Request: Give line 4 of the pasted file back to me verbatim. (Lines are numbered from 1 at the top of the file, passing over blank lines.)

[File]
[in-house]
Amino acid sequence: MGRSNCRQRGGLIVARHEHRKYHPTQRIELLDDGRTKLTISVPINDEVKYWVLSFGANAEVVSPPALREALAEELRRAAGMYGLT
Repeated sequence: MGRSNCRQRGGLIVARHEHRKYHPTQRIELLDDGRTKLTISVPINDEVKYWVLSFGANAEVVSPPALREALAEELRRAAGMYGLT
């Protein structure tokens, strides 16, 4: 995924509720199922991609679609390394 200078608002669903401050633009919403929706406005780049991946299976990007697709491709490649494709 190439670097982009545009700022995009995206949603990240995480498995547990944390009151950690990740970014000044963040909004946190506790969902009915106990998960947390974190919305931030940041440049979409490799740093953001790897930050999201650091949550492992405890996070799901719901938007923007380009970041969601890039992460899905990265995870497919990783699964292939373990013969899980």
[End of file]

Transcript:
């Protein structure tokens, strides 16, 4: 995924509720199922991609679609390394 200078608002669903401050633009919403929706406005780049991946299976990007697709491709490649494709 190439670097982009545009700022995009995206949603990240995480498995547990944390009151950690990740970014000044963040909004946190506790969902009915106990998960947390974190919305931030940041440049979409490799740093953001790897930050999201650091949550492992405890996070799901719901938007923007380009970041969601890039992460899905990265995870497919990783699964292939373990013969899980």